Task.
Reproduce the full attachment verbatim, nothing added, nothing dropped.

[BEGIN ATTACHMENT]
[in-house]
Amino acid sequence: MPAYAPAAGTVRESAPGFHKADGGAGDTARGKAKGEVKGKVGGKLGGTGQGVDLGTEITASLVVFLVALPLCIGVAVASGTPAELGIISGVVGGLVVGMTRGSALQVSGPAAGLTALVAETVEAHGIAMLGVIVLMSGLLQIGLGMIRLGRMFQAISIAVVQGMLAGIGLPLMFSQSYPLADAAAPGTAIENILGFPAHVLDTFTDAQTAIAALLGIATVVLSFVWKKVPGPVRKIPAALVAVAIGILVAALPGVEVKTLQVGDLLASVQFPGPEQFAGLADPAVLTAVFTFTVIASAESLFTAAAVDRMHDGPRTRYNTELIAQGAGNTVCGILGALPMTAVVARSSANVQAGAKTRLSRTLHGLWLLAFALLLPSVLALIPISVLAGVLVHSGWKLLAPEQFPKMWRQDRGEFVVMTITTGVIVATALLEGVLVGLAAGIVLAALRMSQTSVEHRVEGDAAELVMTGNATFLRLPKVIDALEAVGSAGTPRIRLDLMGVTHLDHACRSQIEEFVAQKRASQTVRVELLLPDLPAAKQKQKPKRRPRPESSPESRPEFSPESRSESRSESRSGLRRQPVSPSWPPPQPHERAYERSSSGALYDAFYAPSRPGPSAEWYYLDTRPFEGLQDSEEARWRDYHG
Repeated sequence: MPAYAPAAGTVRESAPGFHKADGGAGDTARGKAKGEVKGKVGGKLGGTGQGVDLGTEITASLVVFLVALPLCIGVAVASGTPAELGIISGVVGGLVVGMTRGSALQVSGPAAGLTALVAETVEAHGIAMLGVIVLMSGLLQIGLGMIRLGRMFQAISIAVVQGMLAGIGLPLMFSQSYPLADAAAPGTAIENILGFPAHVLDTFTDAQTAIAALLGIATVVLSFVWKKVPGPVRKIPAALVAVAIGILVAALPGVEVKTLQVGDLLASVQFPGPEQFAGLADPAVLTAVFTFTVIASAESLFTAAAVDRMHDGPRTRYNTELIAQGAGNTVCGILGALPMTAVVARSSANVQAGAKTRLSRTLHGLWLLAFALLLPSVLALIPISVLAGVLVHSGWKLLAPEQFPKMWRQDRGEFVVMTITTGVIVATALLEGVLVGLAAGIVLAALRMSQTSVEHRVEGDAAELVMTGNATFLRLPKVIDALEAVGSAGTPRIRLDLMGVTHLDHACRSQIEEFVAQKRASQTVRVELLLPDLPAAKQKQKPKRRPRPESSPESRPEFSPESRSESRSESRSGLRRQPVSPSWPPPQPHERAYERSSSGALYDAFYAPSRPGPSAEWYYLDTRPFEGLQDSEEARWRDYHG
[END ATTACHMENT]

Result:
[in-house]
Amino acid sequence: MPAYAPAAGTVRESAPGFHKADGGAGDTARGKAKGEVKGKVGGKLGGTGQGVDLGTEITASLVVFLVALPLCIGVAVASGTPAELGIISGVVGGLVVGMTRGSALQVSGPAAGLTALVAETVEAHGIAMLGVIVLMSGLLQIGLGMIRLGRMFQAISIAVVQGMLAGIGLPLMFSQSYPLADAAAPGTAIENILGFPAHVLDTFTDAQTAIAALLGIATVVLSFVWKKVPGPVRKIPAALVAVAIGILVAALPGVEVKTLQVGDLLASVQFPGPEQFAGLADPAVLTAVFTFTVIASAESLFTAAAVDRMHDGPRTRYNTELIAQGAGNTVCGILGALPMTAVVARSSANVQAGAKTRLSRTLHGLWLLAFALLLPSVLALIPISVLAGVLVHSGWKLLAPEQFPKMWRQDRGEFVVMTITTGVIVATALLEGVLVGLAAGIVLAALRMSQTSVEHRVEGDAAELVMTGNATFLRLPKVIDALEAVGSAGTPRIRLDLMGVTHLDHACRSQIEEFVAQKRASQTVRVELLLPDLPAAKQKQKPKRRPRPESSPESRPEFSPESRSESRSESRSGLRRQPVSPSWPPPQPHERAYERSSSGALYDAFYAPSRPGPSAEWYYLDTRPFEGLQDSEEARWRDYHG
Repeated sequence: MPAYAPAAGTVRESAPGFHKADGGAGDTARGKAKGEVKGKVGGKLGGTGQGVDLGTEITASLVVFLVALPLCIGVAVASGTPAELGIISGVVGGLVVGMTRGSALQVSGPAAGLTALVAETVEAHGIAMLGVIVLMSGLLQIGLGMIRLGRMFQAISIAVVQGMLAGIGLPLMFSQSYPLADAAAPGTAIENILGFPAHVLDTFTDAQTAIAALLGIATVVLSFVWKKVPGPVRKIPAALVAVAIGILVAALPGVEVKTLQVGDLLASVQFPGPEQFAGLADPAVLTAVFTFTVIASAESLFTAAAVDRMHDGPRTRYNTELIAQGAGNTVCGILGALPMTAVVARSSANVQAGAKTRLSRTLHGLWLLAFALLLPSVLALIPISVLAGVLVHSGWKLLAPEQFPKMWRQDRGEFVVMTITTGVIVATALLEGVLVGLAAGIVLAALRMSQTSVEHRVEGDAAELVMTGNATFLRLPKVIDALEAVGSAGTPRIRLDLMGVTHLDHACRSQIEEFVAQKRASQTVRVELLLPDLPAAKQKQKPKRRPRPESSPESRPEFSPESRSESRSESRSGLRRQPVSPSWPPPQPHERAYERSSSGALYDAFYAPSRPGPSAEWYYLDTRPFEGLQDSEEARWRDYHG